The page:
On the heels of stalled trade talks for Dwight Howard, Brook Lopez, the Nets’ longest-tenured, most-maligned player, agreed to sign a four-year maximum contract with the Brooklyn Nets worth slightly more than $60 million over four years. The deal, presumably constructed with the standard 7.5% raises, will start at roughly $13.6 million in 2012-13 and will increase steadily until 2015-16, when Lopez is due somewhere in the vicinity of $16.9 million.
Pundits and fans alike have scoffed at the idea that Brook Lopez, who treats missed shots like allergens and can’t even defend his own reputation, could earn a “maximum” contract in today’s run-and-gun athlete NBA. But there are a few factors at play here; the first being the term “maximum,” which implies a Joe Johnsonesque contract that cripples a team’s ongoing flexibility. $60 million over four years is a lot of money, but it’s not the true “max” by NBA standards, merely the maximum Lopez was eligible to make this time around. Had the maximum for Lopez’s services been in the $100 million range, $60 million would still seem like an overpay to many, but not nearly to the extent it’s been decried.
Secondly, despite paying an average of $15 million for Brook Lopez in the next four seasons, his seemingly albatross contract has little effect on the Nets’ overall cap situation. The Nets will be strapped for cap room in the next four seasons even without Lopez — depending on minor factors surrounding Gerald Wallace’s deal and the presumed deal for Reggie Evans, the Nets have roughly $53 million committed to eight players not named Lopez in 2012-13, $55 million to six players in 2013-14, $60 million to six players in 2014-15, and $57 million to Deron Williams, Joe Johnson, and Wallace in 2015-16. Lopez’s contract will affect the luxury tax — a tax the Nets will assuredly pay in each of the next four seasons — and hinder Nets’ ability to use the mid-level exception beyond this year’s commitment to Mirza Teletovic. But for all intents and purposes, the Nets could have given Lopez any amount of money within his market, and it wouldn’t have made much difference to their long-term flexibility.
Thirdly, and most crucial, the Nets were never going to let Brook Lopez go, if only because any other option would be a disaster. Had they let him go, they’d have no center and no cap room to sign one. They had his bird rights and the ability to match any offer, including reported max offer sheets from Charlotte and Portland. The cap number’s irrelevance is just a bonus.
Signing Brook Lopez to a contract not bound to a sign-and-trade also yet again removes the Nets from the Dwight Howard sweepstakes. As Lopez was signed under the “Early Bird” provision in the CBA, the Nets are unable to make a trade involving Lopez for Howard until January 15th, by which time I think everyone expects Howard long gone. The Nets are also unable to sign Howard outright in free agency, as I’ve detailed numerous times. So if the dream was dead two days ago, consider this signing a dream knife attached to a dream power drill joining the dream chainsaw.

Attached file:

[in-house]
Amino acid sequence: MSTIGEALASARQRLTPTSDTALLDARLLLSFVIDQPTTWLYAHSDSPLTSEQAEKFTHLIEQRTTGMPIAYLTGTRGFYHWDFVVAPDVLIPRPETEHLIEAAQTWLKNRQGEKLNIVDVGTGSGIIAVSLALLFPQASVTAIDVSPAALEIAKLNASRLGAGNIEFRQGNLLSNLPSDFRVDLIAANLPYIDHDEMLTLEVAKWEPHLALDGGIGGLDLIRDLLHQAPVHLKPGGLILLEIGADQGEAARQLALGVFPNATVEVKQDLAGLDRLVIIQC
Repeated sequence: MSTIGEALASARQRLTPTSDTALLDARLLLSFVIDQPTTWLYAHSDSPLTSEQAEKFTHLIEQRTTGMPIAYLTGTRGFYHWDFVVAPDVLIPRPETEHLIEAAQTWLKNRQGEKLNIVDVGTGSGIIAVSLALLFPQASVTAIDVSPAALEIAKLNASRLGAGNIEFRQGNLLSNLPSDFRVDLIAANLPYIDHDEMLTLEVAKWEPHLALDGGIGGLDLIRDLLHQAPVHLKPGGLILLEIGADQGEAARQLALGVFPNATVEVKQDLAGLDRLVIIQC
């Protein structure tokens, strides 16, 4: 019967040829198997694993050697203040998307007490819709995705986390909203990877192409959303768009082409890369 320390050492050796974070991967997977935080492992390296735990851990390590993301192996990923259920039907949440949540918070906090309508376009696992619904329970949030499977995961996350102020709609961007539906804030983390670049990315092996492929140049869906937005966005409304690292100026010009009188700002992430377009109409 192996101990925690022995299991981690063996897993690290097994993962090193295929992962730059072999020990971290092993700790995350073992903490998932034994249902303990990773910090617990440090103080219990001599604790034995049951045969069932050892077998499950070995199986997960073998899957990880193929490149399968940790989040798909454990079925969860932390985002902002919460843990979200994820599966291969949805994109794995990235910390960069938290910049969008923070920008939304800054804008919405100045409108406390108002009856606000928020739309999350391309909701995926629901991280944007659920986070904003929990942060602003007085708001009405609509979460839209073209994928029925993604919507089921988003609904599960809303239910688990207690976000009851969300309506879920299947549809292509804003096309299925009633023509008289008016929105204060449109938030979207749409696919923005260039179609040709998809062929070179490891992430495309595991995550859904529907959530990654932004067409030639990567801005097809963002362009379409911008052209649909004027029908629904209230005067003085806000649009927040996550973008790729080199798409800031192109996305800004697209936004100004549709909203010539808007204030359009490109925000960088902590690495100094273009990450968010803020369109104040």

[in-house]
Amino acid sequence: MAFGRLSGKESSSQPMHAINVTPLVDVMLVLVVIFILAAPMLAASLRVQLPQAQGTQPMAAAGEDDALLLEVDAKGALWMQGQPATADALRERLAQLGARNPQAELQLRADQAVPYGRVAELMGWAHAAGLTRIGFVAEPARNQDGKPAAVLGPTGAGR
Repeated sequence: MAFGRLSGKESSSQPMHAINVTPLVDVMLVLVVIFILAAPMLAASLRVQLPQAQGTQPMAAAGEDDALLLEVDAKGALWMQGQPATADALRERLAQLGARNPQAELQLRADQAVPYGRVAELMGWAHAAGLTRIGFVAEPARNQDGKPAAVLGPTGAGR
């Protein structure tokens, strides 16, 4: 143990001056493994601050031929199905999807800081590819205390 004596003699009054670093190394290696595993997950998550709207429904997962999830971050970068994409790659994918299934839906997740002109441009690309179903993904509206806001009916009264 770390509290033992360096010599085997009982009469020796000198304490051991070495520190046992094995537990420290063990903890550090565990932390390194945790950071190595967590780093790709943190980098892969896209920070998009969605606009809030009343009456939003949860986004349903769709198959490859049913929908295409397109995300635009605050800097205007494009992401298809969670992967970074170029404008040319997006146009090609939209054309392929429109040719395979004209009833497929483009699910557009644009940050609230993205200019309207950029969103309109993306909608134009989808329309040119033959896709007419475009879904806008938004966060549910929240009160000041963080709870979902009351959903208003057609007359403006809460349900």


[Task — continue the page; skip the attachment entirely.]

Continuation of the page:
The benefits to signing Lopez are obvious; the Nets have done something they haven’t done since the Jason Kidd era: locked into a core for the long-term. Williams, Johnson, Wallace, and Lopez make up the Nets’ iteration of a “Big 4,” and all four are signed through the 2015-16 season (Williams one additional year, with a buyout clause). Barring injury, committing to this core cements the Nets will at least enter Brooklyn a winner, which matters above all else to the franchise. Gone are the days of ripping cloth apart and hoping someone would come along with silk. This core won’t compete for championships, barring injuries to Miami and Oklahoma City, but they’ve got as much claim to second-best as anyone in a highly volatile East.
Salary cap aside, the Nets have a plethora of different looks available to them on the floor, with three starters capable of playing multiple positions and scoring all over the floor and one of the most talented scoring centers in the NBA. Detractors point to Lopez’s downwardly spiraling rebounding numbers, but the Nets have posted roughly the same rebound percentage each year whether Lopez is on the floor or not. Some may say that speaks to his faults, I say it speaks to his mediocrity.
Defense is a bigger issue — the Nets have been consistently worse defensively with him on the floor, but Lopez’s best season defensively — his rookie campaign — came when flanked with two legitimate offensive options (Vince Carter & Devin Harris) on the wing. It’s not a reach to at least imagine Lopez could improve when allowed to focus more on the defensive side of the floor. They will never be a great defensive team, and Lopez will never be a great defensive player, but they’ve got the potential to finish in the top half of the league defensively.
Of course, the lock-in also comes with a bigger, long-term questions. The Nets are often compared to the Atlanta Hawks these days, for obvious reasons, but I see more parallels to the Boston Celtics. Championship aspirations aside, the Nets in four years will face the same issue Boston’s facing now: do you blow up an aging core, or hold on to that dream for a few more years?
In the interim, he next steps for Brooklyn are much smaller ones; most notably, a backup point guard to ease the depth chart between Williams and rookie Tyshawn Taylor, a backup center to spell Brook Lopez, and their two remaining key free agents: power forward Kris Humphries and swing man Gerald Green.
Roster fill-outs and down-the-road questions aside, the Nets put themselves in the position to win immediately upon entering the Barclays Center two years ago when they made the Deron Williams trade. Without Dwight Howard — an unlikely proposition already — signing Brook Lopez was merely a formality on that road.
Statistical support for this story was provided by NBA.com.